The second InclusiveSciComm Symposium held at the University of Rhode Island’s Kingston campus in September 2019 was a huge success. The three-day symposium expanded in its second year to include more concurrent sessions, two keynote speakers, a poster session, guided self-care breaks, a live Story Collider mini-show, and plenty of time to network. A conference app conveniently allowed participants to bookmark and rate all the sessions throughout the weekend.
Symposium themes centered on new practices and research, changing systems and structures, and social responsibility and ethics within the large umbrella of science communication. Underpinning those themes was a desire to foster critical dialogue, facilitate new collaborations for research and practice, and build an InclusiveSciComm network. The symposium drew nearly 200 attendees from 27 states and three countries whose work spanned a wide variety of disciplines and career stages, from students and faculty in academia to educators, journalists, filmmakers, community organizers, and more.
The symposium began with a presentation on the state of inclusive science communication, which indicated that leaders in the field felt a personal and moral obligation to make STEMM fields more inclusive. These efforts, though, exist in silos all over the country. The InclusiveSciComm Symposium offered a way for practitioners who oftentimes only work within their own professional networks to come together and share their unique experiences, from moments of joy and satisfaction in their local communities to expressing frustration to ongoing systemic challenges.
One of the main outcomes of this highly intersectional meeting was discovering the commonalities people shared with one another, which allowed for developing strategies and practical tools to further what has already been done to advance the field. Resilience, intention, and authenticity were crucial to building successful initiatives, as was creating supportive networks to lean on during difficult times.
“I loved the openness of the community that was created here as well as the diversity represented,” said Ti’Era Worsley, PhD student in Science Education at the University of North Carolina, Greensboro. “At every conference I am always conscious of who else looks like me there and which different perspectives and people are being represented and recognized. This space felt safe, where I could participate and express my thoughts and ideas and felt that people were genuinely interested in listening to me as well as open to sharing their ideas with me.”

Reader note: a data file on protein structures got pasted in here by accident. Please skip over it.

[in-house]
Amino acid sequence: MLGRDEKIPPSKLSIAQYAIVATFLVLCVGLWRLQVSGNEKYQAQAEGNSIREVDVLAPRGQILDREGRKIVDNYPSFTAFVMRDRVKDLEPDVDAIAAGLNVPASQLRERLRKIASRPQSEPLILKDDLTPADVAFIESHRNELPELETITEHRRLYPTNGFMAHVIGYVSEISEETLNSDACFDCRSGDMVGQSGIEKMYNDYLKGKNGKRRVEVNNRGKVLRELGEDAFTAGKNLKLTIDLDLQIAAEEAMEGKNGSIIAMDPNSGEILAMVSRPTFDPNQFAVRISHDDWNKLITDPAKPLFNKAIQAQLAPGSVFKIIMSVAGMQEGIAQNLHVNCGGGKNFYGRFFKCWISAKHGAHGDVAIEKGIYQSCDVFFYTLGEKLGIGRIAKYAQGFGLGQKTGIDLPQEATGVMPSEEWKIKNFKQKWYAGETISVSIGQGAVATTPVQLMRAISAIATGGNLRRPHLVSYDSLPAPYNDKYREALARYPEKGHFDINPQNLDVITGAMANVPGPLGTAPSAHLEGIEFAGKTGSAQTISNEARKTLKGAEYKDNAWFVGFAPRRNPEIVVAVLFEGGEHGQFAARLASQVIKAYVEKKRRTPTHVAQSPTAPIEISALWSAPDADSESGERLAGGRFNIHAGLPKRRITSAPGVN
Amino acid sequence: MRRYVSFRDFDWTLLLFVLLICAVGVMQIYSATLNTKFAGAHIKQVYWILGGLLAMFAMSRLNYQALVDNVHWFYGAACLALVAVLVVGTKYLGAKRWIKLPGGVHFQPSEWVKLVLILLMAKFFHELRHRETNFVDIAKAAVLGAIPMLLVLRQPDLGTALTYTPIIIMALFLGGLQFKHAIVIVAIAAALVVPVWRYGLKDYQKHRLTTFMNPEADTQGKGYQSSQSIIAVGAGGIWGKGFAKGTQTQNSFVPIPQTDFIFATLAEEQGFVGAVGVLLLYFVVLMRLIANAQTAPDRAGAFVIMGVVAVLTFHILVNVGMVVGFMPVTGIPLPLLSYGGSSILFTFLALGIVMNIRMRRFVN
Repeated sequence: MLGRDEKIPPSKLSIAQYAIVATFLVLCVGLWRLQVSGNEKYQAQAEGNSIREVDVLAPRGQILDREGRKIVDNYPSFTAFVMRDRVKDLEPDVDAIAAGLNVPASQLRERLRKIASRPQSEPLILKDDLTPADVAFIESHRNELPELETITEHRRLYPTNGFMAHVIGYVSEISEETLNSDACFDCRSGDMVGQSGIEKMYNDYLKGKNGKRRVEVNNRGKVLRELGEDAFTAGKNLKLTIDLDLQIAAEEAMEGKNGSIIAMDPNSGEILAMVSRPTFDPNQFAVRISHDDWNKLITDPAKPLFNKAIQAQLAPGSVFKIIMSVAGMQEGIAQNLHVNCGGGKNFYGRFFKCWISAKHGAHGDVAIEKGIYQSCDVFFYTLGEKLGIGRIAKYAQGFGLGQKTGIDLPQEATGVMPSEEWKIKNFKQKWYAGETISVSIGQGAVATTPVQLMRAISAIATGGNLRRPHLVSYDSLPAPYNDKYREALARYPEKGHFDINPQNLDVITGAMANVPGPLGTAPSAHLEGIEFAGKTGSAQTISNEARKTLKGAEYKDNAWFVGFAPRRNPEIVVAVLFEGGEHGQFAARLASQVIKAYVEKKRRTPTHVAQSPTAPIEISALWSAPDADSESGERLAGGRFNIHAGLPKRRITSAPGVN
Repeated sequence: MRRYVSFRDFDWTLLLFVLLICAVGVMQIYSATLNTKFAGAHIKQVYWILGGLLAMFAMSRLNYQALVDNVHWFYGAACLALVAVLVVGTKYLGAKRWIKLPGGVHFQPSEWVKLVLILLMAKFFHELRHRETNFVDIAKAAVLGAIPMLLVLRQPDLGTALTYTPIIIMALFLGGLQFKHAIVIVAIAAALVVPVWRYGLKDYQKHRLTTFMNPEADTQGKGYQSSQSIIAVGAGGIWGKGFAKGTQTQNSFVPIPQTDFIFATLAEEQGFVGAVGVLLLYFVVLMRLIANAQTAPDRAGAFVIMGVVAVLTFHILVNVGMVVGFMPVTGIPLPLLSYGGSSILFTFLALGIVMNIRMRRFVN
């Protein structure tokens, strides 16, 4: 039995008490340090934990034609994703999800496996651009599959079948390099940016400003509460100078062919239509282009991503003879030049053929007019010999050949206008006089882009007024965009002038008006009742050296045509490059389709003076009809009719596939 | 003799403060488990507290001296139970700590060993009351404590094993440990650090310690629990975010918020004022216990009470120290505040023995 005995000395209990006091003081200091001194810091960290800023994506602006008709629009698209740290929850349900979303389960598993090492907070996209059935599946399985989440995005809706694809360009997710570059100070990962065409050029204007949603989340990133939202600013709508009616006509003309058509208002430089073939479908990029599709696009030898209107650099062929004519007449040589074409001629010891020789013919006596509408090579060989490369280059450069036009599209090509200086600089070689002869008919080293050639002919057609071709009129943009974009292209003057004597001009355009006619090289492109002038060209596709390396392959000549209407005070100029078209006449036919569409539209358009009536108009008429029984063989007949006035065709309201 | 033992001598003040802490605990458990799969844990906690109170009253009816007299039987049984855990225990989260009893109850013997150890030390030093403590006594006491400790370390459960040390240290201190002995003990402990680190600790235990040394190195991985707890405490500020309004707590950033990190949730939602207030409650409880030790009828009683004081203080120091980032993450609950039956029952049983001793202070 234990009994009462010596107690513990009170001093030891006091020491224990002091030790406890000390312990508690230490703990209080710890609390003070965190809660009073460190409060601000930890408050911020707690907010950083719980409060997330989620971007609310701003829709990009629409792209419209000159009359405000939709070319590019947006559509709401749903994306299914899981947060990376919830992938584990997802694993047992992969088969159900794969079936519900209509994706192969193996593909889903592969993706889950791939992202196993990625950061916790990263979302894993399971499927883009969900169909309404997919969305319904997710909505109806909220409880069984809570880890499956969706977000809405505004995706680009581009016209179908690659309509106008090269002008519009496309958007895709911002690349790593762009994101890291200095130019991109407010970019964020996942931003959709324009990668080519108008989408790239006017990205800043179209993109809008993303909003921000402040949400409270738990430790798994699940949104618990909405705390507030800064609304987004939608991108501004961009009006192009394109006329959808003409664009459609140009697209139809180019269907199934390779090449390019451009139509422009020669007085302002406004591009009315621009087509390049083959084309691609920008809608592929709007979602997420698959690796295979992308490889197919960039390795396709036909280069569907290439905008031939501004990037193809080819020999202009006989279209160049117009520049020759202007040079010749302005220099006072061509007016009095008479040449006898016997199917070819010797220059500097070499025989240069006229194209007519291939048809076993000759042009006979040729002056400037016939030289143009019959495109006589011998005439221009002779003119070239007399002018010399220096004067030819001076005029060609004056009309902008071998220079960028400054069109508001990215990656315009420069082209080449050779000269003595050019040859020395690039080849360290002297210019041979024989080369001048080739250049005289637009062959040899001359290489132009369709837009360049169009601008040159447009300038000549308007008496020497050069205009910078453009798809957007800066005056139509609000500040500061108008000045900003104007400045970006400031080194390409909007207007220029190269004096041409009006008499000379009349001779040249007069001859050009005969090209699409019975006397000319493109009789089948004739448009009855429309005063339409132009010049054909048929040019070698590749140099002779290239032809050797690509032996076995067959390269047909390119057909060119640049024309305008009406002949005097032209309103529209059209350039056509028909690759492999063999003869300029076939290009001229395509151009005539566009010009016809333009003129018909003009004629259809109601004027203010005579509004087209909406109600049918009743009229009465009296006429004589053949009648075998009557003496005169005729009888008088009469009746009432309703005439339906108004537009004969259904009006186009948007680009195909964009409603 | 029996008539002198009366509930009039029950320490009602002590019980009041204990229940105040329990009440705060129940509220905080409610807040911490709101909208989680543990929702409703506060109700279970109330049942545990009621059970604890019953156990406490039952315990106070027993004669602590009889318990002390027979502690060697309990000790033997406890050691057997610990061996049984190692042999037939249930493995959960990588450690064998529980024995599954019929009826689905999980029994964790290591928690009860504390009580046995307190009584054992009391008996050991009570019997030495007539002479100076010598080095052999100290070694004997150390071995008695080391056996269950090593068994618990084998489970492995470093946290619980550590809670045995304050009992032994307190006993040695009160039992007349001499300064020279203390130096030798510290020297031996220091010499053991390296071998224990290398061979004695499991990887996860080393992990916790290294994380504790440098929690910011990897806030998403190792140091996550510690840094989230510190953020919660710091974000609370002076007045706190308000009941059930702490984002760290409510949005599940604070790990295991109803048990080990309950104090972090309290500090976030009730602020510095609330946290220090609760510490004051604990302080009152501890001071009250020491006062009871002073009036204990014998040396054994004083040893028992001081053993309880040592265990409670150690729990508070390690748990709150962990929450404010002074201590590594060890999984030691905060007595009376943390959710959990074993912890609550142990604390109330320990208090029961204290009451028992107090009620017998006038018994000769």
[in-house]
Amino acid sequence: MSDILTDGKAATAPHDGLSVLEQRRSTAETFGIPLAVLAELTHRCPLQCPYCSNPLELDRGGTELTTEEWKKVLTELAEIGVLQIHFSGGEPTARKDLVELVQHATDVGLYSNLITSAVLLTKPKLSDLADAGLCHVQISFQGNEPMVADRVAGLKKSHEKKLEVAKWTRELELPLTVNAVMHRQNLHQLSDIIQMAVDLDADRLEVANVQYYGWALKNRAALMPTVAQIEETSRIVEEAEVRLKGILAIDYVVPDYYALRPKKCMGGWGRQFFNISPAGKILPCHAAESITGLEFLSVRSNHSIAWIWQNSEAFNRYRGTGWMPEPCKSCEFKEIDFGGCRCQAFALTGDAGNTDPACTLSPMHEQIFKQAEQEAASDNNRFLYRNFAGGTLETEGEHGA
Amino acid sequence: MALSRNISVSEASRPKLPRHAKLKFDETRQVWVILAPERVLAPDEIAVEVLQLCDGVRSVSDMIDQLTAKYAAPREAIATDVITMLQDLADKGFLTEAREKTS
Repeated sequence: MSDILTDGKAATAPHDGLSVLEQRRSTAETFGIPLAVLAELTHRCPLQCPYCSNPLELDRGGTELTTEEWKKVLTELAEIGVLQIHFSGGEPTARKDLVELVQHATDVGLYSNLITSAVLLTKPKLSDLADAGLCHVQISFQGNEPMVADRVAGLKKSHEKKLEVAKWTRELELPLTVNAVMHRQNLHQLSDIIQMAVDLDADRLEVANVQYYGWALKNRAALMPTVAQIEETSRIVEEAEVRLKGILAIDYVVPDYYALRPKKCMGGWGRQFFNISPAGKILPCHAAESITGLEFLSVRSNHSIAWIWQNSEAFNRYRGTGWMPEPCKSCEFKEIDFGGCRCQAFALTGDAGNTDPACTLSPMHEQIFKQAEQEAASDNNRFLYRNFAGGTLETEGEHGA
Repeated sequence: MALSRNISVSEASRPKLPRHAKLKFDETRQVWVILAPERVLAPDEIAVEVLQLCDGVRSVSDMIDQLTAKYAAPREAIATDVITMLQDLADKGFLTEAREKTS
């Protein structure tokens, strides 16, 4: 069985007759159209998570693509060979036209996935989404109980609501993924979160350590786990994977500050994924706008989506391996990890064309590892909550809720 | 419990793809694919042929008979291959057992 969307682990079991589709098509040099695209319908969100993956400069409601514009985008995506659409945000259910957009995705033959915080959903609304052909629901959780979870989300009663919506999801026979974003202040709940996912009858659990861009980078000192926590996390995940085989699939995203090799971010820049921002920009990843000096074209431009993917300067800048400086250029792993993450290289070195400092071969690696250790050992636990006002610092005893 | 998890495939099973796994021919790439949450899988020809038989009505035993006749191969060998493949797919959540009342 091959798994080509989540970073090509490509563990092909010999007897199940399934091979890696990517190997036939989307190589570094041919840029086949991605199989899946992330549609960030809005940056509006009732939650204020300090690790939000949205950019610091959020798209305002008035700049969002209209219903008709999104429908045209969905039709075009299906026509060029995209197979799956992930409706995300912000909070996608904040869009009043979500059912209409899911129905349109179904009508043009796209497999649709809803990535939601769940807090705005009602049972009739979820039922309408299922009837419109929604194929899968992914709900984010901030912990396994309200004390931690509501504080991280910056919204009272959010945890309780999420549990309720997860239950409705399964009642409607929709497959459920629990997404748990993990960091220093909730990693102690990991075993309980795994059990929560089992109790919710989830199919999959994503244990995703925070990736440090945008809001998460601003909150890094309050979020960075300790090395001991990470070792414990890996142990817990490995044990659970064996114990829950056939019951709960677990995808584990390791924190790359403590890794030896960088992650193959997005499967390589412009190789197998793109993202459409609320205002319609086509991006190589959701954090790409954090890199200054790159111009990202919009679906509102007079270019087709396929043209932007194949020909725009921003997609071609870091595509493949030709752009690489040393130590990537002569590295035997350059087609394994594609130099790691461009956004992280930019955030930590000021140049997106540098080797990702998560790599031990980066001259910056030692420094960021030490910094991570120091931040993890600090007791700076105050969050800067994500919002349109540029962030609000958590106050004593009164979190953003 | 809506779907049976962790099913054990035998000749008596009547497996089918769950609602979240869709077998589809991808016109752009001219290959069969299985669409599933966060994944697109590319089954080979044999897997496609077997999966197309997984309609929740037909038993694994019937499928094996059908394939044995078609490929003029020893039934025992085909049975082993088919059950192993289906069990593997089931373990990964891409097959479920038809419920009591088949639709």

The planning committee this year held an open call for abstracts in order to bring a wide variety of expertise to facilitate transdisciplinary discussion during the concurrent sessions and poster session.
- “Down with the Scientific Method! Reimagining Teaching the Process of Science in Classrooms and Beyond”
- “From Science to Infographic”
- “Reclaiming STEM: A Guide to Creating Inclusive Training Spaces”
- “Building Community, Catalyzing Change: Science Networks for Civic Engagement”
Extended breaks between sessions allowed for networking and self care, including stretching and meditation breaks led by planning committee member and yoga instructor Mani García, a doctoral candidate at City University of New York’s John Jay College of Criminal Justice.
During the poster session, the hallways were filled with accounts of presenters’ work to increase STEMM participation and inclusivity in their local communities and/or academic fields. Many poster presenters openly asked for suggestions to improve their work, which attendees readily provided on sticky notes on their posters. Presenters overall were happy to openly share their presentations and work with other attendees in order to facilitate more initiatives and learning opportunities in other settings, like in professional development trainings and classroom environments.
Some of the barriers to more inclusive practices in STEMM research, education, and programming that were identified in the sessions included a lack of funding, time, and recognition, as well as definitions; some suggested expanding definitions of science communication to include practitioners who would not otherwise see themselves in this field.
A solution that was highly supported by attendees at the end of the symposium was curating a website of resources that would be representative of the field’s diverse disciplinary influences and the goals each is focused on achieving.
Looking ahead, the InclusiveSciComm Symposium will be held every two years instead of annually in the hopes that regional meetings will provide ongoing support for related initiatives around the country.
This summary written by Elaine Shen, a doctoral student at the University of Rhode Island.